When pop goes political


“Times they are a-changing.”
-Bob Dylan
As these words cut through the roughly tuned voice of one of the 20th century’s most prolific political songwriters, the impact of current mainstream political protest music enters my mind. While the lyrical weight expressed by Bob Dylan and Joan Baez registered with the anti-war, peace-impassioned masses of the 60s and 70s, one must wonder: As we venture further into the 21st century, have these messages lost their capacity for change?
The vocalized battle against a particular condition, government or action is nearly universal in scope. Whether the issue is war, poverty, crime, apathy or oppression, the didactic nature of political anthems have stirred passions and encouraged mild social revolutions.
Poignant pieces such as the anti-lynching song ‘Strange Fruit’ sung by Billie Holiday presented disturbingly lurid images decrying the oppression etched in 1930s American society. The civil rights and anti-war movements of the 60s and 70s were underscored by Bob Dylan’s “Blowin’ In The Wind” and Marvin Gaye’s “What’s Going On?” The anti-establishment sentiment raged with the emergence of punk artists such as The Clash and the Dead Kennedys.
Each segment has drawn from the one before, proliferating into new genres while generating larger audiences. Grand Master Flash and the Furious Five slammed the frustrations and realities of ghetto life into the public consciousness with “The Message” while Rage Against the Machine drew the masses with their fierce leftist ideologies.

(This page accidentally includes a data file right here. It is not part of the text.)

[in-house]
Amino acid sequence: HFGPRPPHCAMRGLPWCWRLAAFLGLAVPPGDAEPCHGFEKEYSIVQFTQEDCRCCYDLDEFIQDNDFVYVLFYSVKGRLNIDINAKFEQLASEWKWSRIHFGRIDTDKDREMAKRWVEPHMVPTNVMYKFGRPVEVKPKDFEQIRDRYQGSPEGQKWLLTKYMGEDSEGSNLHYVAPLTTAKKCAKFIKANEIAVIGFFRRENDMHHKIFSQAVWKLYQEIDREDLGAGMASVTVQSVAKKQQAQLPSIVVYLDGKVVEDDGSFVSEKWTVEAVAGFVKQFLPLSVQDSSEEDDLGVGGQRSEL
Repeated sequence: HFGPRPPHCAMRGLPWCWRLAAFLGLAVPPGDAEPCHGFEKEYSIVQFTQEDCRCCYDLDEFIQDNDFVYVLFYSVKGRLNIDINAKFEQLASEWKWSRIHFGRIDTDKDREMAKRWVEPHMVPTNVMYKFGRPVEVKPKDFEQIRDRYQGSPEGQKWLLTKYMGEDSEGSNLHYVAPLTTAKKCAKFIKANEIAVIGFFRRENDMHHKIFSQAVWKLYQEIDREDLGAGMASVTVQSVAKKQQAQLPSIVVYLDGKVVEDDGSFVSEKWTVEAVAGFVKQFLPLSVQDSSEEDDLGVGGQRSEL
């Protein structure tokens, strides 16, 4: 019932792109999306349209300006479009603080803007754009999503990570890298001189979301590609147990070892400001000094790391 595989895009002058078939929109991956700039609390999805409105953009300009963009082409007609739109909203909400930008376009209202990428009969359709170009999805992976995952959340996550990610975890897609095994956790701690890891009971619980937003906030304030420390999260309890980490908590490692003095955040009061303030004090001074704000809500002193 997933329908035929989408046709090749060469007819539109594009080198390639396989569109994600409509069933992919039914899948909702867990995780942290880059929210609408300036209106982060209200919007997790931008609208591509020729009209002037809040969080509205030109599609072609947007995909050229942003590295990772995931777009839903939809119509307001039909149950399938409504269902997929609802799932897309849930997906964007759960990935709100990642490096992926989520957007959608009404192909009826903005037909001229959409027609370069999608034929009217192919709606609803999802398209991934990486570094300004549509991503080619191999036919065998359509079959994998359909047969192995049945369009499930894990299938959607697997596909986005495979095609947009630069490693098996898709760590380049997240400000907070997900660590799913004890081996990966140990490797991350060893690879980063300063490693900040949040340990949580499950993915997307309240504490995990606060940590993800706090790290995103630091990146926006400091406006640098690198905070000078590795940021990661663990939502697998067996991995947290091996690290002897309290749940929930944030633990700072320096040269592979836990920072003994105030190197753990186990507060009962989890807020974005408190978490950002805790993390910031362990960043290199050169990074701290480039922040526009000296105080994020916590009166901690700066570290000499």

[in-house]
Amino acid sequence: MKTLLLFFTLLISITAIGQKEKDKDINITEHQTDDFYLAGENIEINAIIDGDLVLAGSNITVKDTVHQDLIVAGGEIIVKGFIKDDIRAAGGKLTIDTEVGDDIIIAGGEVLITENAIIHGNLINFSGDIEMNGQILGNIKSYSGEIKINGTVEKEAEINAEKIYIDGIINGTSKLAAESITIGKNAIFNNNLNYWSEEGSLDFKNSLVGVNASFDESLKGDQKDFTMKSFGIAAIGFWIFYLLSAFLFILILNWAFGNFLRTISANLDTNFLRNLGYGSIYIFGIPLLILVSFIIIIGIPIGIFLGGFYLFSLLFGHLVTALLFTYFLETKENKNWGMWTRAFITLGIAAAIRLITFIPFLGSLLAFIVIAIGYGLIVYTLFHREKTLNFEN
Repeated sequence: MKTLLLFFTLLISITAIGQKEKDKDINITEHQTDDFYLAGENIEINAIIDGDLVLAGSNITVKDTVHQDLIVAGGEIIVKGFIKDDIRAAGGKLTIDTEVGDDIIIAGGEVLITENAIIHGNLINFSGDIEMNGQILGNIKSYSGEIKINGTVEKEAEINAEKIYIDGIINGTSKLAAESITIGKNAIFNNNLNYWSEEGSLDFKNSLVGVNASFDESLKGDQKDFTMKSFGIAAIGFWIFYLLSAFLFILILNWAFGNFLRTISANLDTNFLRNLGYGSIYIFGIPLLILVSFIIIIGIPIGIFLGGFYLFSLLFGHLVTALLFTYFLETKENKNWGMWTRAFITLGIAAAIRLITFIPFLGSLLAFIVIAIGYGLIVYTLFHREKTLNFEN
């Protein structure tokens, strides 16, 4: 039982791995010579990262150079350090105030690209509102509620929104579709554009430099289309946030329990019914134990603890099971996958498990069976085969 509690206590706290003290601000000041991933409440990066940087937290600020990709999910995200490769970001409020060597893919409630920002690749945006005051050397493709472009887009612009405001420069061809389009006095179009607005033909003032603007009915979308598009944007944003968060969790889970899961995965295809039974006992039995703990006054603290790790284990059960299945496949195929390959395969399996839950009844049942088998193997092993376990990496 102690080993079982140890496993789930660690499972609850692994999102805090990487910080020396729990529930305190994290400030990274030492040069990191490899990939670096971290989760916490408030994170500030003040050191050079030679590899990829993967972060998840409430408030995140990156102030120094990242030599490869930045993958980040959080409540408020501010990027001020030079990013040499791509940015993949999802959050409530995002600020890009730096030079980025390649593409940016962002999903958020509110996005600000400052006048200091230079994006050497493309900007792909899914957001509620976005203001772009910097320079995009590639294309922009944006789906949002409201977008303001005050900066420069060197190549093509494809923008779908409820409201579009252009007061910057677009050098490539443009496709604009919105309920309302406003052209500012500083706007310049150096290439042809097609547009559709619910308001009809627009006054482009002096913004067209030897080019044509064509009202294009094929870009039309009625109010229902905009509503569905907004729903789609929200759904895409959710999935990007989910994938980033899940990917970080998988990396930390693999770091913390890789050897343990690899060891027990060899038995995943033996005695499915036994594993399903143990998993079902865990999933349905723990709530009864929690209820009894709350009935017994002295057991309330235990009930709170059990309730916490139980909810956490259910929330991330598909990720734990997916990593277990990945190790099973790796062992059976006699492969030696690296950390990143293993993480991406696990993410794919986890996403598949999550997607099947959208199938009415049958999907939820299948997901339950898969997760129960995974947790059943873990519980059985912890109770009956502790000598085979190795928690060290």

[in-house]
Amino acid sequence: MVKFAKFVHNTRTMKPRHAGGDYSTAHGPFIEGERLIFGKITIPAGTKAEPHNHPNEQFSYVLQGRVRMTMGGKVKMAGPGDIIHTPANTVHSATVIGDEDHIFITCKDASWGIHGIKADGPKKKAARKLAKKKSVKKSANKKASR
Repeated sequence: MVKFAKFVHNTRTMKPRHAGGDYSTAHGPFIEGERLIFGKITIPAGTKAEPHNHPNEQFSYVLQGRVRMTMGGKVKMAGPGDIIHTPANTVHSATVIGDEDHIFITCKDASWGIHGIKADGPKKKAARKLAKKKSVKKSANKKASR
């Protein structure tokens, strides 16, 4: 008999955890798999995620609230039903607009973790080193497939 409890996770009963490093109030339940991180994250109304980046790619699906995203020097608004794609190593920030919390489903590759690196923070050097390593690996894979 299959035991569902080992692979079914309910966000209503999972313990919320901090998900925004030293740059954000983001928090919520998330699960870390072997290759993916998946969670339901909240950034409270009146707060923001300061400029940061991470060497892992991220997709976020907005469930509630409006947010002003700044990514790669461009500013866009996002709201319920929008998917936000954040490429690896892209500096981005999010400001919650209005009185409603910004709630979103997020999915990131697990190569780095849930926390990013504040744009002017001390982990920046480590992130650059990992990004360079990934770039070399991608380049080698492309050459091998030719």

Today the anti-political fervour is still blazing with each genre getting a piece of the action. Presently, it appears as though a significant amount of the music championing the causes of the day are products of intricate marketing campaigns, rather than the driving force of traditional grassroots movements. As we further become desensitized by the perpetual rotation of graphic images and stories flooding our space, songs that could potentially emerge as anthems for mobilization fade into the playlists of edgy beats to download, then erase, when the next new hook is picked up the following day.
I have listened and watched the videos by Green Day dramatizing the tragedies of war, and attended the Live 8 concert as people around the world participated in the elevation of poverty awareness. The path ends there. At what point does the anger turn into action?
The same issues are being played out while the problems remain. Current urban and rap music, although not always overtly political, serve as a bleak reminder that while the vehicle of oppression has transformed from the times of Billie Holiday’s “Strange Fruit”, discontent with government policy towards poverty and minority groups is very much pulsing through our society.
Green Day’s staunchly anti-war release Bullet In A Bible has not veered from the anti-Vietnam war sentiments of the 1960s, only perhaps with the exception of added wailing guitars. Current political songs are only as strong as the media buzz and record company promotion surrounding them. Indeed, the idea of music as a catalyst for change amidst endless advertising chatter and spin is increasingly discomforting.
Perhaps in the end, the passion incited by songs of political protest, current and past, is all we can reasonably expect to attain. The rest must come from within.


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